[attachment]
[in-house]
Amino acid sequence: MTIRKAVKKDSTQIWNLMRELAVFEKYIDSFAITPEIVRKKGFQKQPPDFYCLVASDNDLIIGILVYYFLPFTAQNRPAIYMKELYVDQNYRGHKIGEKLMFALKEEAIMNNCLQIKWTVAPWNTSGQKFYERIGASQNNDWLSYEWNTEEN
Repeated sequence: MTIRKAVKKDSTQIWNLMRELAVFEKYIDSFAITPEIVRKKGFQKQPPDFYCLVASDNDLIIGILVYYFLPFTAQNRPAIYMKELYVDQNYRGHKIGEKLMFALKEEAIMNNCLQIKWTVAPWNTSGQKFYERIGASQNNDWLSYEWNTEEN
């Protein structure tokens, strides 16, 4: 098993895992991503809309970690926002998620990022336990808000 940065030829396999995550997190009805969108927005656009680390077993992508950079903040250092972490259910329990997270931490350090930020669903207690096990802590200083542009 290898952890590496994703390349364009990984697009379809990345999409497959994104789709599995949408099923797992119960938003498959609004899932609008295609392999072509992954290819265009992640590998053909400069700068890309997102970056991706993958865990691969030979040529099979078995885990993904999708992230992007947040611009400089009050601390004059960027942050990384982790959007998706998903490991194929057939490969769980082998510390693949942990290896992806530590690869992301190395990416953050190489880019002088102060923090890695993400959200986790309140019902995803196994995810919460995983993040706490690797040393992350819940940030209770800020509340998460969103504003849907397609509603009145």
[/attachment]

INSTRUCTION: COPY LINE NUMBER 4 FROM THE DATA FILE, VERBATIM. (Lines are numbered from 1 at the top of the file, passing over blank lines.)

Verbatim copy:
């Protein structure tokens, strides 16, 4: 098993895992991503809309970690926002998620990022336990808000 940065030829396999995550997190009805969108927005656009680390077993992508950079903040250092972490259910329990997270931490350090930020669903207690096990802590200083542009 290898952890590496994703390349364009990984697009379809990345999409497959994104789709599995949408099923797992119960938003498959609004899932609008295609392999072509992954290819265009992640590998053909400069700068890309997102970056991706993958865990691969030979040529099979078995885990993904999708992230992007947040611009400089009050601390004059960027942050990384982790959007998706998903490991194929057939490969769980082998510390693949942990290896992806530590690869992301190395990416953050190489880019002088102060923090890695993400959200986790309140019902995803196994995810919460995983993040706490690797040393992350819940940030209770800020509340998460969103504003849907397609509603009145």